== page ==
Friday, October 28, 2011

The Human Plow

In good farm fashion I rose early for the day's work. I took the truck to the compost facility for my last load, stopped only by this freight train on my return. 

This time I shoveled the compost right into the waiting tractor's shovel, which was then dumped where it was needed, saving me a lot of back ache, but tearing up the sod pretty well.

Enormous amounts of rain had fallen in the region since mid August. Puddles formed in the tire tracks.

Which Is why we trenched the lower, wetter part of the plot in order to raise the height of the beds at this end. Water collected in the trench, even as we pumped it out. Fortunately our beds are well above the water line.

You can see here what a mess the tractor made of the lawn.

But the water is an indicator of other possible problems which we hope do not bear out. Namely, high soil acidity due to constantly saturated soil. In anticipation of this I spread 40 pounds of lime onto the site pre-compost. Forty pounds may not be enough to elevate our pH to appropriate levels, but will have to do for now.

Soil limed, compost spread, now I am set to make the beds.

 But not before I jump on the ol' wheel horse one last time to till it all in.

Each bed is roughly twenty inches wide, set to accommodate two rows of garlic planted eight inches apart. Despite the wet soil, I cross-contoured the rows so that they hold water and soil in place.

I had hoped to have the soil test results before this day, but ESAC did not come through until two days later. As it turns out, our soil has a very low pH of 5. This has all kinds of implications, the most important being how acidity affects soil bound minerals like iron, aluminum, and magnesium. I've all kinds of books on soil sitting on my shelf, unread, until now never needing to fully understand the chemistry of soil. Soil particles are charged positively or negatively. Compost is useful because it binds certain metals. Lime raises the pH, but not all limes are created equal. Aluminum is abundant and toxic to plants, but is locked up at neutral pH. Zinc is a trace mineral necessary for growth, but too much is a bad thing. Cadmium is related to zinc on the periodic table, is a byproduct of smelting, is found in phospate fertilizers.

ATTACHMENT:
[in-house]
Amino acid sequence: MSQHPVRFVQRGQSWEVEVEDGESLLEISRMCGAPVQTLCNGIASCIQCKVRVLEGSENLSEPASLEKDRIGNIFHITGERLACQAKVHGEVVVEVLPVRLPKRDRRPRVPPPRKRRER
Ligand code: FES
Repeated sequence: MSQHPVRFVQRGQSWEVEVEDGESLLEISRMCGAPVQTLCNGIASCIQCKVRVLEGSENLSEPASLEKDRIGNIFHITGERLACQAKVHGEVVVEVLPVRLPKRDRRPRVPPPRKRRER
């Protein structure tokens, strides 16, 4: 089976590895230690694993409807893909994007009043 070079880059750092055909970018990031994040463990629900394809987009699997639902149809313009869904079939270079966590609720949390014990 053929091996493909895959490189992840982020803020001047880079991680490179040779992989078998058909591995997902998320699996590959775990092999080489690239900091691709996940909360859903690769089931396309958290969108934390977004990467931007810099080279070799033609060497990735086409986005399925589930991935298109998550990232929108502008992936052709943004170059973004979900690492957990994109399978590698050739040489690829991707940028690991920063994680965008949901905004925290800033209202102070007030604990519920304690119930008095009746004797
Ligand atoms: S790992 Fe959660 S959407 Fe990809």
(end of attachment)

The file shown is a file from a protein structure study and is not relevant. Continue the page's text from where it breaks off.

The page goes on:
The likelihood of finding perfect soil is slim, and I will do the best that I can with what has been given. I've added three inches of compost to the top soil, added lime with more to come. Our lead was only twice background and way lower than even the most stringent residential standards. Mercury was at background levels. Arsenic was extremely low. Our Cadmium levels were twice what my bagged Farfard compost tested at three years ago, but little information exists on standards for soil cadmium. Chromium was lower than the bagged compost. Copper was low and zinc appears high (62) until you compare it to Canadian agricultural standards (200ppm). 

Here's a head ringer: Commercial fertilizers may be responsible for a large portion of the heavy metals in your yard or agricultural field. Whether it is from bagged and dried sewage sludge like Milorganite, straight up bagged synthetic N-P-K, or micro-nutrient fertilizers, you may be adding cadmium, lead, zinc, copper, chromium, arsenic, and what else to your yard or field every year. Even liming can have industrial waste-product origins. Did you know that burnt tires are a source of zinc for micro-nutrient fertilizers? Check out this lengthy EPA report. I am all for reporting on bag or box what extra components are built into our fertilizers. I use "organic" fertilizers, but even those are not excluded from the problem. Many mineral fertilizers are the by-products of industrial or mining processes. And many toxic metals are mined along with those nutritive minerals. Oy.


  1. Wow, interesting.

    It was only after reading Elizabeth's book (Garbage Land) that I realized that our sludge (ex sewage) is labeled as an organic fertilizer, but its origin is not on the bag. So everything that is flushed into our sewage system, including chemicals, paints, thinners, drugs, blablabla, lands up in the sludge.


    That's some hard work you signed up for. Looking forward to the garlic.

  2. I meant to post on Milorganite this summer and it never happened. I should!


If I do not respond to your comment right away, it is only because I am busy pulling out buckthorn, creeping charlie, and garlic mustard...